(RNS) — Many white American Christians seem to be going through the classic five stages of grief and loss about the apparent decline of white hegemony in the U.S.
On Wednesday (Jan. 6) at the U.S. Capitol, we saw stage two: anger. Others, such as the leaders of the Southern Baptist Convention, have already moved to the third stage, bargaining.
In a joint statement issued after Thanksgiving, all six SBC seminary presidents, while condemning “racism in any form,” categorically dismissed critical race theory as “incompatible with the Baptist Faith & Message.” A decades-old academic framework that examines how race operates in society, critical race theory is aligned with ideas such as intersectionality and systemic racism.
The seminary presidents on the one hand asked to be perceived as nonracist, while categorically dismissing Black analyses of society. This statement recalled President Donald Trump’s attempt some weeks before to ban critical race theory and anti-racism education from government departments.
The seminary presidents’ statement caused immediate pushback: Some Black Southern Baptist churches cut ties with the denomination while other Black leaders issued their own statement on “Justice, Repentance, and the SBC.” On Jan. 6, after a meeting with Black church leaders and SBC President J.D. Greear, the seminary presidents said they regretted “the pain and confusion that resulted from a lack of prior dialogue.”
The meeting has not stopped the defections from the SBC.
It may seem odd to connect the spectacle at the Capitol with the seminary presidents’ fumbling, but the two moves are aligned in the same work: preserving America’s white supremacist common sense by limiting what certain social institutions are allowed to teach.
To understand why theological debates over critical race theory amount to more than squabbles on society’s margins, it’s helpful to understand an essential concept of nonviolent struggle known as “the pillars of support.”
Basically, the idea is that the structure of any social injustice can be imagined as something like an ancient Greek temple, with large columns supporting its roof. The roof represents the injustice — in this case, white supremacy — and the columns represent the social institutions that uphold it. Organized religion, media and the educational system are useful institutions to legitimate a regime by shaping the public’s common sense. White Christianity, more specifically, has always been an essential pillar of support to American white supremacy.
White Christianity’s contributions are integral to America’s racial caste system. The Indigenous peoples of Turtle Island, as they called North America, were massacred with the written permission of the Catholic Church. Slaveholders misinterpreted the story of Noah to come up with their “Curse of Ham” doctrine, justifying the subjugation of their African captives. The Southern Baptist Convention itself was born over a dispute to preserve work camps where those captives were condemned to forced labor and torture.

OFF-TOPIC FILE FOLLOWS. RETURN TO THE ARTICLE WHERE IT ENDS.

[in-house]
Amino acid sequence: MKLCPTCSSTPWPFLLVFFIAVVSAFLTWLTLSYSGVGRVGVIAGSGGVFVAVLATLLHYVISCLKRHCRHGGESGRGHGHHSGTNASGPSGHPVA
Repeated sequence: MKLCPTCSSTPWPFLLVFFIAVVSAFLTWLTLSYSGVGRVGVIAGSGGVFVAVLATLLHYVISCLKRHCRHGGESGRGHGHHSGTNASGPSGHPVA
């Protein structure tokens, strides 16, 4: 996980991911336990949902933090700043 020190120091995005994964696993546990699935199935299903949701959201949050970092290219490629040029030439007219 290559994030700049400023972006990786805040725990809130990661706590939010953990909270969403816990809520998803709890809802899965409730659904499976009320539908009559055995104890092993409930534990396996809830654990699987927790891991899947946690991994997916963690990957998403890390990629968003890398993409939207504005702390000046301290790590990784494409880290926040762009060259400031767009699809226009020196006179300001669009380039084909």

Pastors of the Jim Crow era argued that racial apartheid was part of the divine order of things. And the civilian sentinels of that order, the Ku Klux Klan, marched the streets wearing sandwich boards bearing slogans that tied white supremacy, Christian nationalism and anti-Black totalitarianism together: “America First!” “God and Country” “America for White People!”
Today, white seminaries tell their clergy in training they don’t have to take the analysis of Black scholars seriously. These students then graduate to perpetuate that same anti-Black sentiment in their congregations. They help uphold the ignorance and antipathy about Black thought necessary for white supremacy to thrive.
Until last week, the thought leader of the seminary council statement, the Rev. Al Mohler, conflated voting for the mascot of America’s neo-fascist movement — Trump — with Christian faithfulness. He and his colleagues in this way reinforce America’s default response to white supremacy: denial. They give white Americans license to underestimate the seriousness of white supremacy. This is exactly the attitude that allowed white supremacists to storm the capital.
If the seminary presidents had devoted half as much time worrying about white supremacy’s threats to the church as they do denouncing critical race theory, there might be a far more well-informed white American citizenry where race is concerned. What looks like theological debate is actually censorship of Black thought, and reinforces America’s anti-Black common sense. As long as they pursue this line, they’re complicit in America’s near-miss with fascist takeover and authoritarian rule.
The enterprise of racial caste has in this sense always been at war with democracy. The Rev. Martin Luther King Jr. knew this when he wrote in 1967 that some white Americans seem to have “declared that democracy is not worth having if it involves equality. The segregationist goal is the total reversal of all reforms, with the reestablishment of naked oppression and if need be a native form of fascism.”
White Christian theology is still an important pillar of support to white supremacy today. It can be seen in the Christian symbols in the crowd outside the Capitol on Jan. 6, even as it was a few weeks earlier when armed neo-fascists stole a Black Lives Matter banner from the grounds of a historic Black church and burned it in the streets. It can be seen in SBC seminary presidents who maintain that Christian orthodoxy includes denying the existence and effects of systemic racism.
The insurrection at the U.S. Capitol was jarring and should be taken seriously, and so should the work that goes on in Christian seminaries. Seminaries shape public leaders, who shape the values of certain publics, who act on those values in the streets and voting booths and halls of power.